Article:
This morning while in the garden I spotted this unusual fly (well for me at least), I took out my camera and photographed it but since I didn't have any batteries in my flashgun I had to use the popup flash on my camera producing a bit of a harsh light. So I am just posting this mainly for reference.
I caught this fly preying on another fly. I thought that at first it was a Robber fly but after I managed to capture a Robber fly I had second thoughts about this one since it looks completely different. Anyone has any information about this type of fly? Shot came out a bit flat and the fly got away before I managed to take another shot.
Last summer I captured this interesting photo of a wasp eating a fly. The moment happened when i heard a buzzing sound and actually witnessed a wasp capturing a fly in mid air. I shot a couple of shots however since it occurred very fast one of the most interesting shots was taken without flash (since it was still recycling). Lately I tried to fix the photo from RAW and this is what I ended up with. May not be of good quality but personally I find it very interesting. Thus I thought to share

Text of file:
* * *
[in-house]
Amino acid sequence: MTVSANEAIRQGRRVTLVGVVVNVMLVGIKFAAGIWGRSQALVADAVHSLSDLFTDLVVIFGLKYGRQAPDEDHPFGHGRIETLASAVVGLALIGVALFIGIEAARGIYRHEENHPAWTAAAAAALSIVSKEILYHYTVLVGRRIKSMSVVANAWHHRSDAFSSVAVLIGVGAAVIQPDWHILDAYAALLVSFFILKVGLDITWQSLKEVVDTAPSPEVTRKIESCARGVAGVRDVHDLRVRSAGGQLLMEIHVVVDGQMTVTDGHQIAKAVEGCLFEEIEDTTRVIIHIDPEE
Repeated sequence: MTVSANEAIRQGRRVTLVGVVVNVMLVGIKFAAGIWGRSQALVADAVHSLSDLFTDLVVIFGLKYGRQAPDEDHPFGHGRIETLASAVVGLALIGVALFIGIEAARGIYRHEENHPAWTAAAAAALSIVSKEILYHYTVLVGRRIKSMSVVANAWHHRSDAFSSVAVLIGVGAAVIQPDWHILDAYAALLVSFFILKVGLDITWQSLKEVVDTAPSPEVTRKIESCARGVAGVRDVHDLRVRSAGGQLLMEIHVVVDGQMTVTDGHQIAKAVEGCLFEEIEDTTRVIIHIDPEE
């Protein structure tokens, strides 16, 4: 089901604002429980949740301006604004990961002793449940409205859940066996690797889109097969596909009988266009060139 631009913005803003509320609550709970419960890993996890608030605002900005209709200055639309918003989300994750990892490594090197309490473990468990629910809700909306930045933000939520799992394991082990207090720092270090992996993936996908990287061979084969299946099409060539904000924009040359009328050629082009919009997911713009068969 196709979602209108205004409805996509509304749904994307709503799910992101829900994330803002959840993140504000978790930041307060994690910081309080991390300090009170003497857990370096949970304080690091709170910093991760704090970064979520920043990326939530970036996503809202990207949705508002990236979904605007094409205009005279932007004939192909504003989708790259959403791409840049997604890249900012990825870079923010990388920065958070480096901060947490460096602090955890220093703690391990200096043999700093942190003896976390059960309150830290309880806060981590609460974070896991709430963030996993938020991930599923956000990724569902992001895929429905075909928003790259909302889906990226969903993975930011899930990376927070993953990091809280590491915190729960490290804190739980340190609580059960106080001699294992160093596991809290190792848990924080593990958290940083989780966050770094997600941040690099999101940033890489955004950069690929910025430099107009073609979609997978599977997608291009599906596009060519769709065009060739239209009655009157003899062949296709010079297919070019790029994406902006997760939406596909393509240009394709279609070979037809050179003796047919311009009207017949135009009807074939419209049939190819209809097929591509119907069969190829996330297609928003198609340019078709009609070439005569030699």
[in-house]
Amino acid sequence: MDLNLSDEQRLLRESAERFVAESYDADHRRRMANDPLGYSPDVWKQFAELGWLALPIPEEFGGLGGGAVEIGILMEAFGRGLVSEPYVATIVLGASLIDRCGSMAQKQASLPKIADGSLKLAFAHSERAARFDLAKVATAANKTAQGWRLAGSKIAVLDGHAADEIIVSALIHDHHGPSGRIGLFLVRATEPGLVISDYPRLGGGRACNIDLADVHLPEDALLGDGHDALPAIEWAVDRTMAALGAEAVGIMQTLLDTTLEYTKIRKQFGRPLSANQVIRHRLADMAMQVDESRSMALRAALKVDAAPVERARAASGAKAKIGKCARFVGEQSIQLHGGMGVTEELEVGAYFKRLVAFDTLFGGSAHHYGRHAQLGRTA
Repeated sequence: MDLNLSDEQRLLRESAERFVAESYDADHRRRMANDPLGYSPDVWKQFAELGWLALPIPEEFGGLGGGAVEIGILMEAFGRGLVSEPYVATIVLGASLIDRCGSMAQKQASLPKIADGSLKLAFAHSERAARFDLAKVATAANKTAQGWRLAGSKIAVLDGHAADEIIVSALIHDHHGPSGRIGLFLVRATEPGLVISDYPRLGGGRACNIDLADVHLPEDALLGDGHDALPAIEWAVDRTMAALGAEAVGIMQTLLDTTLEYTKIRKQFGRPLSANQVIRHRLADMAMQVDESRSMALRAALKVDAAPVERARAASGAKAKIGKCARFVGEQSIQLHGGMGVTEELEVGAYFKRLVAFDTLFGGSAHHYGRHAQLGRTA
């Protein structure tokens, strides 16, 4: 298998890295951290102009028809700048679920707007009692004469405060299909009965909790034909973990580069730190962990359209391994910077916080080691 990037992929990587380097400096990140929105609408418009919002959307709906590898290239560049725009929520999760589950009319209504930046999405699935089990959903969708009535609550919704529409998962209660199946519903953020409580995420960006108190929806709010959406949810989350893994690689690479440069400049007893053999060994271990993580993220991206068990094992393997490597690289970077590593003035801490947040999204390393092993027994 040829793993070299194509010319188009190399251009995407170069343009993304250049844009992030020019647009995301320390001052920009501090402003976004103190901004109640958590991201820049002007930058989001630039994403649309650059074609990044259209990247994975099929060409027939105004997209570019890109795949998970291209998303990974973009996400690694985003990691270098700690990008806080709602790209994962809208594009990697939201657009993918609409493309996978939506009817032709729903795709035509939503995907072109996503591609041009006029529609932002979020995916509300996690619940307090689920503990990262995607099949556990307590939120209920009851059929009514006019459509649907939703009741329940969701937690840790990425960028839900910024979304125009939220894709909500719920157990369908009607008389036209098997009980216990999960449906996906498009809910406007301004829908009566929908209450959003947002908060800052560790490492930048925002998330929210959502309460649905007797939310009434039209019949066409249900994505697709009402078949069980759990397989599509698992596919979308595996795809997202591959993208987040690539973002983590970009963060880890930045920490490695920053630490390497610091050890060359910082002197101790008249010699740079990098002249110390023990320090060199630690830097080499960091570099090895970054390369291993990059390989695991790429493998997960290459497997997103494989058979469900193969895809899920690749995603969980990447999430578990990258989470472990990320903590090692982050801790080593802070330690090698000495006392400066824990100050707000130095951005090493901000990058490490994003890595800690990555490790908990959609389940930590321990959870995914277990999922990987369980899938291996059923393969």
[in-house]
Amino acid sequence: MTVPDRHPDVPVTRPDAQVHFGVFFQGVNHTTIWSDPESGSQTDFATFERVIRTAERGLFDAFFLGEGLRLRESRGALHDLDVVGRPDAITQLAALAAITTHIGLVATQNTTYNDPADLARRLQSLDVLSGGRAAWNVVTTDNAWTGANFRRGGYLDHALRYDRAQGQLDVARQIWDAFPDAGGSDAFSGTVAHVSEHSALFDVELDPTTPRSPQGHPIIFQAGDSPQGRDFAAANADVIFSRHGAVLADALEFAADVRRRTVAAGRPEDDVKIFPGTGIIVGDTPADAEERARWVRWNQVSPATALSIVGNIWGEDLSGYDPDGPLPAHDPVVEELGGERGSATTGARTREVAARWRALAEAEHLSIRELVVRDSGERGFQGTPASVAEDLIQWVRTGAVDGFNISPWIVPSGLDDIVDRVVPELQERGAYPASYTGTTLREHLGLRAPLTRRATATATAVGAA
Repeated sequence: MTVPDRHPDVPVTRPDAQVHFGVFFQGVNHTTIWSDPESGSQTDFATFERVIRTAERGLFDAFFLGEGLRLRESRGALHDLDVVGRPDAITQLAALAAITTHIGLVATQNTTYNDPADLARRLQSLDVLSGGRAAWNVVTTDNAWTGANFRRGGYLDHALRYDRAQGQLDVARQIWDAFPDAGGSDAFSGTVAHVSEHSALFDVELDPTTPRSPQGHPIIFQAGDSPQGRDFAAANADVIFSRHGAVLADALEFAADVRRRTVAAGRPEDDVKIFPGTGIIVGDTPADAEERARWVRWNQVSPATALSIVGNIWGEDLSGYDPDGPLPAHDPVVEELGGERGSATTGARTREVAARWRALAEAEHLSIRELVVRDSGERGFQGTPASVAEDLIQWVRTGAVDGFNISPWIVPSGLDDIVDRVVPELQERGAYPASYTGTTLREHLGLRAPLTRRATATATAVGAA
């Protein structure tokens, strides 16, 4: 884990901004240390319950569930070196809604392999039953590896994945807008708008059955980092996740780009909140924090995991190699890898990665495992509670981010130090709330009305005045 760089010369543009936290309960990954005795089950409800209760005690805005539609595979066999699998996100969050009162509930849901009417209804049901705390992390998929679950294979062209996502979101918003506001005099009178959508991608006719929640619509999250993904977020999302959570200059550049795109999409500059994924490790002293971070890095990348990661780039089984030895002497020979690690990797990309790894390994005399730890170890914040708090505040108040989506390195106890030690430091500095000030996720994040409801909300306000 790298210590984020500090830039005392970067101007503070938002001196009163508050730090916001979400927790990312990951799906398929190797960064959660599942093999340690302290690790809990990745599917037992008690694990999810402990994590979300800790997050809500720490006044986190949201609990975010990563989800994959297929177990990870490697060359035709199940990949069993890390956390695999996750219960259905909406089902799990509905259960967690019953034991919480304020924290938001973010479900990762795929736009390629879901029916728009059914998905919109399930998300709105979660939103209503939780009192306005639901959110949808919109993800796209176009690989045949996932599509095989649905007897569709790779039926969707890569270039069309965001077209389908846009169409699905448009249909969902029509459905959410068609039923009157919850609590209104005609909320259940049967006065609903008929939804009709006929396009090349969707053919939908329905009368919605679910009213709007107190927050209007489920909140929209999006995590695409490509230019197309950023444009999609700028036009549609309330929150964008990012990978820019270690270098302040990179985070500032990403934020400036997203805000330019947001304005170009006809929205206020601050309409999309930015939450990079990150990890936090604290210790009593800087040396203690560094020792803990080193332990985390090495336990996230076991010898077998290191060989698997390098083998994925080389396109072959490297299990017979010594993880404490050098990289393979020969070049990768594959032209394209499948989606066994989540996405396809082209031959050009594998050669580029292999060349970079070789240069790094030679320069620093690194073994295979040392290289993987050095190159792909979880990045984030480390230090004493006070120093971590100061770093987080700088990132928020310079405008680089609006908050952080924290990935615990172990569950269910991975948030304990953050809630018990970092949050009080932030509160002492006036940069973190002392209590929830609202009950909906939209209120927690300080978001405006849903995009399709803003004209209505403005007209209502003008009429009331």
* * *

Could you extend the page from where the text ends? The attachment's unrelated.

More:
This fly is known to lay eggs in cadaver tissue within hours after death. The maggots of this fly are known to consume dead tissue while leaving live tissue intact thus the reason why they have been sold in maggot therapy. The development stage of their larvae in the cadaver can be used to predict the time the death of the dead body.